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Lifestyle/Fashion Blogger. Photographer. Psychology Graduate.

Finding Strength In Suffering

Finding Strength In Suffering

I think the most ironic part about being a psychology major is that you are constantly learning the warning signs, symptoms, devastations, recoveries, and prevalence of mental illness - yet you are so oblivious to being able to notice them developing within yourself. I guess that’s just one of the flaws that comes with being human – we will never see ourselves entirely accurately. When you think about it, the only true reflections we have of ourselves are our mirrors and the people we surround ourselves with.

I never really used to think much of the phrase, “You are your own worst enemy”. I thought it was kind of silly, I mean, when you think about the people who have put you through a lot – you being the worst enemy? Not likely. Well, that changed for me completely these past few months. The worst person in my life was staring right back into my eyes when I would glance in my mirror.

I’m not going to sit here and apologize for how emotional this post is going to be, and I’m not writing this with the intention of airing my dirty laundry. Writing is my way of making sense of the constant whir going on inside of my head, and it is also my strength. It gives me the strength to understand, and it also gives me the strength to empower others. I hope you will gain both the power of understanding, as well as the strength of empowerment through reading this post. 

Where to start? So, I think it has been blatantly apparent that I have been less than “okay” this semester. I am going to be really blunt and say that I have been dangerously “not okay” this semester. I always heard the stories about college students who just couldn’t take the pressure – the ones who let it consume them, the ones who failed miserably and dropped out, and the most heartbreaking of them all – the ones who took their own lives. I gripped tightly onto the, “That will never be me” mindset, and I truly believed this with all my being. Well, to my own dismay, I started to become someone I wouldn’t even be able to recognize if I were looking at my present self this time last year. The source of this all? The pressure to be perfect. The pressure to be the very best person I could be. The pressure to completely neglect myself as a person just to get that extra point, that assignment done, that extra hour of studying. I let school selfishly take over my life and control who I am. 

Looking back, I can’t help but laugh a little at how typically my life spiraled out of control. I should probably explain how this started. do you remember when I did my ‘confessions of a workaholic’ post? In there, I explained my constant problem with taking on more than I can handle. You think that a person with so much personal experience on the matter could take her own advice! Unfortunately, this was not the case. I started the semester knowing I was in for it. I was starting off the year as a first-time RA, psychology club president, and taking six classes. Keep in mind, I had never taken more than five, because I knew that was basically a death sentence. I found out in horror this summer that I was seven credits behind (because I was a transfer), so I had to quickly play catch-up if I wanted to graduate on time (and not be in a semester more of extensive debt). No pressure, right?!?!?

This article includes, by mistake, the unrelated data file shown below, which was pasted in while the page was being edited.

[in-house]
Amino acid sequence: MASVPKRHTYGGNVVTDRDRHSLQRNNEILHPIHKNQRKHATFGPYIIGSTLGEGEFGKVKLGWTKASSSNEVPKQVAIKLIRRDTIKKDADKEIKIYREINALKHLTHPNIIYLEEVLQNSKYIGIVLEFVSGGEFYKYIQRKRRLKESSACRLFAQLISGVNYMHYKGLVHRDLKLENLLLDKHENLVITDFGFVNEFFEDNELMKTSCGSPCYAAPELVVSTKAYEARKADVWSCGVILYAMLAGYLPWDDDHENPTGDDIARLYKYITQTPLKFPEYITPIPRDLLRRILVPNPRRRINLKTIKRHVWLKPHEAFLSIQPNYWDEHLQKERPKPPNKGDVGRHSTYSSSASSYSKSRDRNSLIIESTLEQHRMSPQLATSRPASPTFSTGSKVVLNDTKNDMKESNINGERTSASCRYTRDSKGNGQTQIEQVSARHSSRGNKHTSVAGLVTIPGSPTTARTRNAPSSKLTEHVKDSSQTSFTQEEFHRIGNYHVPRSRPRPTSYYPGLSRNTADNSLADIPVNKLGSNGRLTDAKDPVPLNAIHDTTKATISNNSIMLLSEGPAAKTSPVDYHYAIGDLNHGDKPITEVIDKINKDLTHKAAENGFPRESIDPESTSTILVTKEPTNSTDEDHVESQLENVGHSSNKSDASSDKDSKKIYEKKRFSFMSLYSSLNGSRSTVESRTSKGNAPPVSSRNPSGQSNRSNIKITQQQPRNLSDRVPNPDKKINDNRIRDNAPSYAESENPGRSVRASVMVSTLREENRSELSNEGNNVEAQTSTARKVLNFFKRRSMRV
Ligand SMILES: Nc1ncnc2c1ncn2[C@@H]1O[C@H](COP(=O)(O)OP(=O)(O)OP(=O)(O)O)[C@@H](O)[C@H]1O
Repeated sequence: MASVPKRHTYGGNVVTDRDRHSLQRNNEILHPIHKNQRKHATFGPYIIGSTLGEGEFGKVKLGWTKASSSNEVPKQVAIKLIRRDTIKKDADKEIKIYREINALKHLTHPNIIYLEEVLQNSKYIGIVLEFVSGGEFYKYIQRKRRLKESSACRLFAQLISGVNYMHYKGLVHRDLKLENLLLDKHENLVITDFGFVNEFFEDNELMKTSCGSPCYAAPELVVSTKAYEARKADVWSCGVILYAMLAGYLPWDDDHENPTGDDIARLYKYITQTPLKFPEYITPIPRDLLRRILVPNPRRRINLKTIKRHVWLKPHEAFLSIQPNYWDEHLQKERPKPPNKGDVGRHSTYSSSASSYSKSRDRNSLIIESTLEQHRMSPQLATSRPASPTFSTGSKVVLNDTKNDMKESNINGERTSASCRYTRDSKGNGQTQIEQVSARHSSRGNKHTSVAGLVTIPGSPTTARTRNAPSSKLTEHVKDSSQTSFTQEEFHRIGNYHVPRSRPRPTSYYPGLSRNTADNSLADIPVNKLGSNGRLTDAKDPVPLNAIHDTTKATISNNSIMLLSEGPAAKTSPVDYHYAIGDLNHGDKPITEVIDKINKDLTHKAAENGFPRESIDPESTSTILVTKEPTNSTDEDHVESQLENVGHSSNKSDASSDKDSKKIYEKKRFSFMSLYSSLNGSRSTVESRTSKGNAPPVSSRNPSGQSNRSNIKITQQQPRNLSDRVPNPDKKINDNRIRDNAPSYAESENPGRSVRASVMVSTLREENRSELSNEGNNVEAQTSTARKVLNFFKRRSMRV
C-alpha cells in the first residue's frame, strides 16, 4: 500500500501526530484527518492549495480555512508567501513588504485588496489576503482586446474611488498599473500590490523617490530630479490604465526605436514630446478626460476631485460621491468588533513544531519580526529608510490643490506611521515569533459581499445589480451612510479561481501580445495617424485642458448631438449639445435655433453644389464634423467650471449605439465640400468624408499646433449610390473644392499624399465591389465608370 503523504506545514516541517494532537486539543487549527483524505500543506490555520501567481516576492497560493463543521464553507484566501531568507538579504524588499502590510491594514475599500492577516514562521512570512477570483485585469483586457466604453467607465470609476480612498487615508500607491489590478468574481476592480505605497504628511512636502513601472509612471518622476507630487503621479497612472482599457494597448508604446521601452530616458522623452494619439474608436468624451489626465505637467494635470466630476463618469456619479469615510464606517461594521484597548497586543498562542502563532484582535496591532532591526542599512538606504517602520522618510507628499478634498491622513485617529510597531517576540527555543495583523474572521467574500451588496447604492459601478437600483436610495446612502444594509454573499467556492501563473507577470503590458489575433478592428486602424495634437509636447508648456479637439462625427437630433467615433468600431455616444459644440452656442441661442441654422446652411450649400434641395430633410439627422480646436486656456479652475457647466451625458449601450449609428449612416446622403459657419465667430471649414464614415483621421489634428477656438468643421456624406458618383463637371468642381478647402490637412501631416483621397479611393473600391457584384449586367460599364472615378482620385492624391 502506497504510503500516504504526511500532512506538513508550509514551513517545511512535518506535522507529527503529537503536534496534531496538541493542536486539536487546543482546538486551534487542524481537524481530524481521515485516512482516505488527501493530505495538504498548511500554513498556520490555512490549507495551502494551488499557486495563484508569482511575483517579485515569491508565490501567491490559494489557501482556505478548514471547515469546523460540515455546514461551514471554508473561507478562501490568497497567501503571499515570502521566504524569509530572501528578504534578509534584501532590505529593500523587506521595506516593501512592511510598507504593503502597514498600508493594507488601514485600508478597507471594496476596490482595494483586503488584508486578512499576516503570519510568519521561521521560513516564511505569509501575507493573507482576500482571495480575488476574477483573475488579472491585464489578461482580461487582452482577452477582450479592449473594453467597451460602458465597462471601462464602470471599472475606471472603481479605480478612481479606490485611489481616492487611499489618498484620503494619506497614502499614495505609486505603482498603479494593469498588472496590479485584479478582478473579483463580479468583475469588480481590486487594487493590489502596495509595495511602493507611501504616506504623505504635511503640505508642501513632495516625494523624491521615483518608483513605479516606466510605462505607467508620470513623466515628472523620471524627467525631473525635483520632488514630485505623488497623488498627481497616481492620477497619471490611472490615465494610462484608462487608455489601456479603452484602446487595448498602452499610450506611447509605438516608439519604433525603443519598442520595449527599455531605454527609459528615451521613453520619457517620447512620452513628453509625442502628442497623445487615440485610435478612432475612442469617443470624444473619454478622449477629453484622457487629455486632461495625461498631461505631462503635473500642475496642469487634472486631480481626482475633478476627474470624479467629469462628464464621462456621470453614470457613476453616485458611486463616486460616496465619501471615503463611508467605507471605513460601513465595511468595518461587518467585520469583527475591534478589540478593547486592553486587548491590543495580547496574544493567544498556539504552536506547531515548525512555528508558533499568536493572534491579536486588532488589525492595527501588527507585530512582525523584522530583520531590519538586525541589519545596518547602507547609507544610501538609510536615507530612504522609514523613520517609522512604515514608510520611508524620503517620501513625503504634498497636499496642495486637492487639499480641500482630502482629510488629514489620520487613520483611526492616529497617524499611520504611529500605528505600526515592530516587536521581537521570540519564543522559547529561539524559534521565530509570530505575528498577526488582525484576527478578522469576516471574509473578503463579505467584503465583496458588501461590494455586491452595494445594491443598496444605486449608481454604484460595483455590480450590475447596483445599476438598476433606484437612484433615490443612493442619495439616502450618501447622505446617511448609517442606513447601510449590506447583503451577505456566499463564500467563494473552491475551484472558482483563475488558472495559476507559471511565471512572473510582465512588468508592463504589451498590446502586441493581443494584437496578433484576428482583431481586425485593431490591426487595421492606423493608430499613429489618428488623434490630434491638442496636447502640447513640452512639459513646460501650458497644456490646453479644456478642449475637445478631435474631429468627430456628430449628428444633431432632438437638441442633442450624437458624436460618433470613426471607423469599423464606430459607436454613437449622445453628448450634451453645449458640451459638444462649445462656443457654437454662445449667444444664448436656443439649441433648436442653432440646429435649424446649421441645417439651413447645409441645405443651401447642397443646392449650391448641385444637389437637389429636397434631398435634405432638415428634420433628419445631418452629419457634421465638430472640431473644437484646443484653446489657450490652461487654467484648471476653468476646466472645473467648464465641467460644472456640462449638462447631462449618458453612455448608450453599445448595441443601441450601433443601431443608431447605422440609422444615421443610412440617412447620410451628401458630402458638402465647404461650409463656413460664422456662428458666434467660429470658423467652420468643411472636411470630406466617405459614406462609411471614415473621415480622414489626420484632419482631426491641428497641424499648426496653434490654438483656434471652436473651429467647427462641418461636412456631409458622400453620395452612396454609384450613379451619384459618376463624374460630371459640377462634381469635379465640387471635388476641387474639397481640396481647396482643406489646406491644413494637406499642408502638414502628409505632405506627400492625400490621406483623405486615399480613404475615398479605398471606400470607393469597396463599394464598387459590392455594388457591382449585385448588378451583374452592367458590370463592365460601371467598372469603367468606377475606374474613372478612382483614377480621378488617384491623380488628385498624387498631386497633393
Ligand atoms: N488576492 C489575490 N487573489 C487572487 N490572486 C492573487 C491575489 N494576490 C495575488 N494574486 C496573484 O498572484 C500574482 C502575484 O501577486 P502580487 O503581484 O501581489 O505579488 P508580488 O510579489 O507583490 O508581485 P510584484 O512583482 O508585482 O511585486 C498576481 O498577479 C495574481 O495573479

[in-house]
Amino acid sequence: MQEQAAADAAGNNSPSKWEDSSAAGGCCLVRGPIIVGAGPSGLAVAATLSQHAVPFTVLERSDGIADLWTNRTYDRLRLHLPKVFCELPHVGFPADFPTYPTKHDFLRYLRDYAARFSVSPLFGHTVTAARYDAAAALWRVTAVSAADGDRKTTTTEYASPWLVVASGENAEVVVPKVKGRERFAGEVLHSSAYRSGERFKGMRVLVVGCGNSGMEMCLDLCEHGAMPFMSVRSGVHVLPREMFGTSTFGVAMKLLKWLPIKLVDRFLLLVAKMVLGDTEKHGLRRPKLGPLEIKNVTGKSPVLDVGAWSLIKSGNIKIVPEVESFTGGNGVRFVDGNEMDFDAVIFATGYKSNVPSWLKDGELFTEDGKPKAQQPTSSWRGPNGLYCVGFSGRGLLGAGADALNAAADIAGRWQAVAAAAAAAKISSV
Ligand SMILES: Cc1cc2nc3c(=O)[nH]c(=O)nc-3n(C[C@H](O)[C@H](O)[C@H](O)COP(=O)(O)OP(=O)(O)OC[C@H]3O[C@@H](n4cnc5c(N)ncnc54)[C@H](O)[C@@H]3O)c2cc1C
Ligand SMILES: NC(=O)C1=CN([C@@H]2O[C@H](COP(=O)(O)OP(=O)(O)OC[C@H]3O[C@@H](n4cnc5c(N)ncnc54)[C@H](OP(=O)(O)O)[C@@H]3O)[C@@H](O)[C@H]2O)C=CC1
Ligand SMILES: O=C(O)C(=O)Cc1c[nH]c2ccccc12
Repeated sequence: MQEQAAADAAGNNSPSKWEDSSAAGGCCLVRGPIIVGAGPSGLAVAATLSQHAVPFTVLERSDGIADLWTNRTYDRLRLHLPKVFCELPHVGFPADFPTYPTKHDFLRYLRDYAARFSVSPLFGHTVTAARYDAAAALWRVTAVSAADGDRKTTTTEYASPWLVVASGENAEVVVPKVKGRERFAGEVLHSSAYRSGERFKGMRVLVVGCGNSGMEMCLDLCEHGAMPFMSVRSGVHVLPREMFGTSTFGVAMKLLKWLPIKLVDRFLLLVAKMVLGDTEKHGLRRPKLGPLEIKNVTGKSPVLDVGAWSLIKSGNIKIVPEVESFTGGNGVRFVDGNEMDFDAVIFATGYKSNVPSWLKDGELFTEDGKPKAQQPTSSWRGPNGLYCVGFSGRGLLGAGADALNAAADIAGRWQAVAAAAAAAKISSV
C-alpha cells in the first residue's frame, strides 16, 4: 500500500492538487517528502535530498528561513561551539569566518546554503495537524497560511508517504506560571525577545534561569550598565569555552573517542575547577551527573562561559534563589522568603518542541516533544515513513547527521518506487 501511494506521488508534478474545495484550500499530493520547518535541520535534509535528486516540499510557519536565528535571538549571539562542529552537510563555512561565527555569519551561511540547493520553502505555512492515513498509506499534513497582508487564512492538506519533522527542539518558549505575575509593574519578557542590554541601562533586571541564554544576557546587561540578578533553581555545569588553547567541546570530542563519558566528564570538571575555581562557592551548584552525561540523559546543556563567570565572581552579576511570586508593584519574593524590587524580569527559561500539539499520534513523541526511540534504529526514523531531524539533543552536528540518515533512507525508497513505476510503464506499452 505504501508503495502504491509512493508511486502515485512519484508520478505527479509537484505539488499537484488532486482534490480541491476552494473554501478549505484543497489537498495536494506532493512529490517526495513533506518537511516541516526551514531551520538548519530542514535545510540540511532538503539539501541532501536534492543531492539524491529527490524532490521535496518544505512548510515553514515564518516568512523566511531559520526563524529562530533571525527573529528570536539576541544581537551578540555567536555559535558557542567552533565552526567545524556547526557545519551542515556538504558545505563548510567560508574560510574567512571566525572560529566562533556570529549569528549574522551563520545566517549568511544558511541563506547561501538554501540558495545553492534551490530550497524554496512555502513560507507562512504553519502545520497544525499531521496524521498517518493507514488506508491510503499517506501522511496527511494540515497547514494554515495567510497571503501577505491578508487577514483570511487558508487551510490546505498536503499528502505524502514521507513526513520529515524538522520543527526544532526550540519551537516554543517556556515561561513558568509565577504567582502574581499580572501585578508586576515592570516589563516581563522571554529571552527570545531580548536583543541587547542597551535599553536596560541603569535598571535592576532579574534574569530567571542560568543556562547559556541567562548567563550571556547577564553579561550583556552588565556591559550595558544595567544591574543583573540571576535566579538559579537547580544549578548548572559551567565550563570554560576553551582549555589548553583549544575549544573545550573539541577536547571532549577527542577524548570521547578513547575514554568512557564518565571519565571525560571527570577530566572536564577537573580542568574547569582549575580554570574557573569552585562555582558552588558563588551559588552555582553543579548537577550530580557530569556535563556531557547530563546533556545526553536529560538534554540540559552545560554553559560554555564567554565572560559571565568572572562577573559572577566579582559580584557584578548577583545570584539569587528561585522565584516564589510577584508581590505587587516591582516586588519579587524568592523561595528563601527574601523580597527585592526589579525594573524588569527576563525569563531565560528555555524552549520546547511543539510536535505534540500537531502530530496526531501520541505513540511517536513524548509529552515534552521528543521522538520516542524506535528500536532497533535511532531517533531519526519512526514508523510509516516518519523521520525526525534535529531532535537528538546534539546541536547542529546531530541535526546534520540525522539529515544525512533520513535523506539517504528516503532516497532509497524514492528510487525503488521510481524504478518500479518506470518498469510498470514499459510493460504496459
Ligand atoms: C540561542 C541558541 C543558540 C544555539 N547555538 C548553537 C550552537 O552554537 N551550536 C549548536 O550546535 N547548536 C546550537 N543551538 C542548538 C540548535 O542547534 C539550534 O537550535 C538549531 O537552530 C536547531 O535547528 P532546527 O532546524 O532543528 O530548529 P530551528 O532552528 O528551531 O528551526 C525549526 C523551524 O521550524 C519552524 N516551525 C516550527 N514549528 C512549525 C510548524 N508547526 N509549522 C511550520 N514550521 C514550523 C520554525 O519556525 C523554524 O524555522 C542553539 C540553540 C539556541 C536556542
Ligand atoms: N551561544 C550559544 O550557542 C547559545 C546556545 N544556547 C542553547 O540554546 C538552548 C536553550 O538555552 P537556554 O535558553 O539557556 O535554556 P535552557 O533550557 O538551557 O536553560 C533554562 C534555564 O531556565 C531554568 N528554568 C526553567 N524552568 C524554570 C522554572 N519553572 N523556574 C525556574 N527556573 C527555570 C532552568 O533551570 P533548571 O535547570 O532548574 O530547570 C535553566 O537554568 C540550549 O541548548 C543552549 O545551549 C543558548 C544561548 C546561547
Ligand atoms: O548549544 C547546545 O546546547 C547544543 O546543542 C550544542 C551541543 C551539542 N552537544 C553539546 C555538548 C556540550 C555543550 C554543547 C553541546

To make matters worse, my workload was the worst I have ever faced in my entire existence. This is probably not going to make much sense if you’re not a psychology student at monmouth, but try to bear with me. So for my major, there is something called the research sequence, which is composed of four classes: research methods, statistics (this is not the same thing as the stats you’re thinking of – this is the analysis of research you are conducting), experimental (conducting, understanding, and creating experiments), and then thesis (your own semester-long project, in which you create, carry out, analyze, and present an experiment of your own). I need to emphasize how rigorous these classes and how it is highly recommended that you only take one a semester. Well! With the way I set up my schedule in my previous semesters, I was stuck taking two research classes in one semester. Now, to make matters even worse, experimental is extremely hard to understand without taking statistics prior. So, at this point, I am taking a class in which I have not learned the material for prior. A little nightmarish, right? 

In case you were wondering, it doesn’t end here. One of my other four classes is a class called field experience. This is a class in which you intern somewhere, journal and log your experience every time you go in, create a project to benefit the company you are interning for, and then present about it at my school’s psychology research conference. Naturally, this is another one of those classes that is recommended you take by itself – not with other research classes. So to summarize, this semester is an internship, 3 extremely difficult and laborious classes on top of my other 3 classes, being an RA, and then being a club president. I’m not saying this to make you feel sorry for me – I'm saying it to give you an exact idea of what I am faced with this semester. Don’t forget the whole social life and staying alive thing, too.